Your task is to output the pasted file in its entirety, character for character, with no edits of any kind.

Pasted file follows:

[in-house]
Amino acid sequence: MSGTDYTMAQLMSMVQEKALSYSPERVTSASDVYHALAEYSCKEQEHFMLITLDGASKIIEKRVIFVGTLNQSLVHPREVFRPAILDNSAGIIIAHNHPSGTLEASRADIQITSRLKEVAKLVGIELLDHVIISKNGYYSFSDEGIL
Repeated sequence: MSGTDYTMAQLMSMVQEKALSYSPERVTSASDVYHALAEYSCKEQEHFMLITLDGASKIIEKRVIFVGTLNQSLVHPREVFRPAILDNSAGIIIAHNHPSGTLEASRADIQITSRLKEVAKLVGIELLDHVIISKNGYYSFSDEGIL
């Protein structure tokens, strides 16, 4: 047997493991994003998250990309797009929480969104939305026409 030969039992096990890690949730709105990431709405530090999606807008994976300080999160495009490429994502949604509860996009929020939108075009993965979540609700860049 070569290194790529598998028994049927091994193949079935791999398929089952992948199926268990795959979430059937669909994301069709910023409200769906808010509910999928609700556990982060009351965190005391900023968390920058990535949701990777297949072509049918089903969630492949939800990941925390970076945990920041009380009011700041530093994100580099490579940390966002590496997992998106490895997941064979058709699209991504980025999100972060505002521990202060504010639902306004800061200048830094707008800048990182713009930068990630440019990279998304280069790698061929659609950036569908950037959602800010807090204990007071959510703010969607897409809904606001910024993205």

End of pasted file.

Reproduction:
[in-house]
Amino acid sequence: MSGTDYTMAQLMSMVQEKALSYSPERVTSASDVYHALAEYSCKEQEHFMLITLDGASKIIEKRVIFVGTLNQSLVHPREVFRPAILDNSAGIIIAHNHPSGTLEASRADIQITSRLKEVAKLVGIELLDHVIISKNGYYSFSDEGIL
Repeated sequence: MSGTDYTMAQLMSMVQEKALSYSPERVTSASDVYHALAEYSCKEQEHFMLITLDGASKIIEKRVIFVGTLNQSLVHPREVFRPAILDNSAGIIIAHNHPSGTLEASRADIQITSRLKEVAKLVGIELLDHVIISKNGYYSFSDEGIL
């Protein structure tokens, strides 16, 4: 047997493991994003998250990309797009929480969104939305026409 030969039992096990890690949730709105990431709405530090999606807008994976300080999160495009490429994502949604509860996009929020939108075009993965979540609700860049 070569290194790529598998028994049927091994193949079935791999398929089952992948199926268990795959979430059937669909994301069709910023409200769906808010509910999928609700556990982060009351965190005391900023968390920058990535949701990777297949072509049918089903969630492949939800990941925390970076945990920041009380009011700041530093994100580099490579940390966002590496997992998106490895997941064979058709699209991504980025999100972060505002521990202060504010639902306004800061200048830094707008800048990182713009930068990630440019990279998304280069790698061929659609950036569908950037959602800010807090204990007071959510703010969607897409809904606001910024993205």